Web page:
To drive the point home, we participants were all bussed out of the city to the ‘occupation line’, which marks the current limit of Russian encroachment into Georgian territory just south of South Ossetia (which the Russians have already effectively annexed, as they did with Ukraine’s Crimea). Just days before, the Russians had rolled a giant barbed wire fence further into Georgian territory, leaving some Georgian farmers cut off from their land and families divided. Tens of thousands of Georgians have already fled South Ossetia and have been resettled or temporarily rehoused.

Posted in Europe / International | 4 Comments

London needs a liberal narrative

Last week’s elections in England overall were rather encouraging, with a modest but heartening rise in the number of councillors and the gain of Watford Council. But one relative black spot, in which the Liberal Democrat decline of recent years continued unabated, was London, where Mayoral candidate Caroline Pidgeon polled less than five per cent in first preferences – a third of the average vote in the country.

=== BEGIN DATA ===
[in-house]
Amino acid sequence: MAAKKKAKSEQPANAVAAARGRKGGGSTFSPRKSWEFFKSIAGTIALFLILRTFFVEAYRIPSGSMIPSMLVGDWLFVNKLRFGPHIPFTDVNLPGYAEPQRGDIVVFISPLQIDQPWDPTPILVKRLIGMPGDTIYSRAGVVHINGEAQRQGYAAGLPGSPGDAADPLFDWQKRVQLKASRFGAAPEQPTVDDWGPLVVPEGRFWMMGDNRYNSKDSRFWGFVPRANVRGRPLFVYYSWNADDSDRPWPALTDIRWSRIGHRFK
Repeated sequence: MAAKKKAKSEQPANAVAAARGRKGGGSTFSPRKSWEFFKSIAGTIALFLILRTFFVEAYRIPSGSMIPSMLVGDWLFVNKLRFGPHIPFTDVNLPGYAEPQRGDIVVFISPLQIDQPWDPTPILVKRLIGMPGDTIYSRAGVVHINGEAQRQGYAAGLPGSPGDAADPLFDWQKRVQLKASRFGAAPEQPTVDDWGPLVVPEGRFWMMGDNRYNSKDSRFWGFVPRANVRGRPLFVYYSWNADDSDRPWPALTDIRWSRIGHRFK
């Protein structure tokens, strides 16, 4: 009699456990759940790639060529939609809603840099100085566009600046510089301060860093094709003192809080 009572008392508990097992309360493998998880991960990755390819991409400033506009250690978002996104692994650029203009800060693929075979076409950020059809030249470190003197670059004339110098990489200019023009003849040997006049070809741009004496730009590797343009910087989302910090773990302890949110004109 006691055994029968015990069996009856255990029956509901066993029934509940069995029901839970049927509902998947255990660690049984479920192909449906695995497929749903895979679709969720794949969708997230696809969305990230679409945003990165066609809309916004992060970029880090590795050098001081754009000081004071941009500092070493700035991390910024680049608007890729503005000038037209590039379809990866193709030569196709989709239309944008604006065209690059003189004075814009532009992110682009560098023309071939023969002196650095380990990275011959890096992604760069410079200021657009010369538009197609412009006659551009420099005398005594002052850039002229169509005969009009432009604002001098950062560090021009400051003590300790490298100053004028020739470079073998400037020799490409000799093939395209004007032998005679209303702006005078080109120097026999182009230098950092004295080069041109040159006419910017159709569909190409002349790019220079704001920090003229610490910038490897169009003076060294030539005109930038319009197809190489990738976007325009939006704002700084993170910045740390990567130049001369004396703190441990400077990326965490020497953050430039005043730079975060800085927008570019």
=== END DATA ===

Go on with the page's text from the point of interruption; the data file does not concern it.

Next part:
That is no reflection on the quality of Caroline as a candidate. No-one could have worked harder and many non-LibDems said they thought she performed the best among all candidates at hustings. After eight years on the London Assembly, she really knew her stuff, and she had some attractive specific policies, such as a one-hour bus ticket and continuing the Olympics precept but channelling it towards the building of affordable homes. Nonetheless, Caroline is now the sole LibDem member of the Assembly (out of 25). Once we had five.

This is all the more disappointing when one considers that London did particularly well out of the post-May 2015 surge in members and that London Liberal Democrats fielded the most diverse and talented list of Assembly candidates ever. They really looked like our multicultural city and most of them worked their socks off. So what went wrong?

Posted in Op-eds | Tagged and | 32 Comments

We must take Oldham seriously

The Obelisk on Alderman's HillBy-elections caused by the death of the incumbent are always an occasion for sadness, so our first reaction to the passing of Michael Meacher, Labour MP for Oldham West and Royton, must be a sincere expression of sympathy to his family and friends. However, politics is politics, as Michael would have said himself, and therefore we have to face the fact that there will be a by-election before too long. Even if we should not campaign until after the funeral, that does not mean we should avoid thinking about the challenge ahead.